Figure 1—

Plasma concentrations of free insulin (A) and blood glucose (B) in nine type 1 diabetic patients after a 10-unit subcutaneous injection of insulin aspart in normal tissue (▴) versus lipohypertrophic tissue (▪) at 7:30 a.m., immediately before breakfast. Values are means ± SE. *P < 0.05, **P < 0.01, ***P < 0.001.

Figure 1—

Plasma concentrations of free insulin (A) and blood glucose (B) in nine type 1 diabetic patients after a 10-unit subcutaneous injection of insulin aspart in normal tissue (▴) versus lipohypertrophic tissue (▪) at 7:30 a.m., immediately before breakfast. Values are means ± SE. *P < 0.05, **P < 0.01, ***P < 0.001.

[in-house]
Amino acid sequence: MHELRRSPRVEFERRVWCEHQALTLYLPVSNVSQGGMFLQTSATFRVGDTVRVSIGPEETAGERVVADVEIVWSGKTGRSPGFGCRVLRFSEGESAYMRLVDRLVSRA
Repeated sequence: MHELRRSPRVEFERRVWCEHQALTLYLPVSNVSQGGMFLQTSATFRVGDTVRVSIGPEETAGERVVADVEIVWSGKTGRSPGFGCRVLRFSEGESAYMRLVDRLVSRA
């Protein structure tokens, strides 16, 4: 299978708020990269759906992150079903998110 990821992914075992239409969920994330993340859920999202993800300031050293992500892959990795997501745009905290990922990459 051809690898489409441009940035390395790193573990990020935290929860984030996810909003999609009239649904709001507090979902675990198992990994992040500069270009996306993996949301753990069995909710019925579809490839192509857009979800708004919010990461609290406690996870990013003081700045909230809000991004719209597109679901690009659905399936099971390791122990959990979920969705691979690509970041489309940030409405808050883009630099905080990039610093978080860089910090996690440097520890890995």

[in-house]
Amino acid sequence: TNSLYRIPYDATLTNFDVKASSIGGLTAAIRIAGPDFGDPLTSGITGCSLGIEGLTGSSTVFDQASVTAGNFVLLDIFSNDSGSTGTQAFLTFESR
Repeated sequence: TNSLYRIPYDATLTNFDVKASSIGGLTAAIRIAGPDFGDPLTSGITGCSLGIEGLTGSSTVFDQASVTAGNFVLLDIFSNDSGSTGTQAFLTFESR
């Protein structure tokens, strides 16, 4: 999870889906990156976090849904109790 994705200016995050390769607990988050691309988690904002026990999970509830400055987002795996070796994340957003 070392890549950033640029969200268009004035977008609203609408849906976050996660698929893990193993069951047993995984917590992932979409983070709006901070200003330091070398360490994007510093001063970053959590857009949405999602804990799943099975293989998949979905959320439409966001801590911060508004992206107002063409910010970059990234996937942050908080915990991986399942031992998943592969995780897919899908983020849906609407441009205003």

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This work was supported by grants from Sophiahemmet University College, the Swedish Diabetes Association, the Swedish Research Council (04952), and the Bert von Kantzow Foundation.

We thank Anna-Kristina Granath for analysis of free insulin and dietitian Eva Persson-Trotzig.

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A table elsewhere in this issue shows conventional and Système International (SI) units and conversion factors for many substances.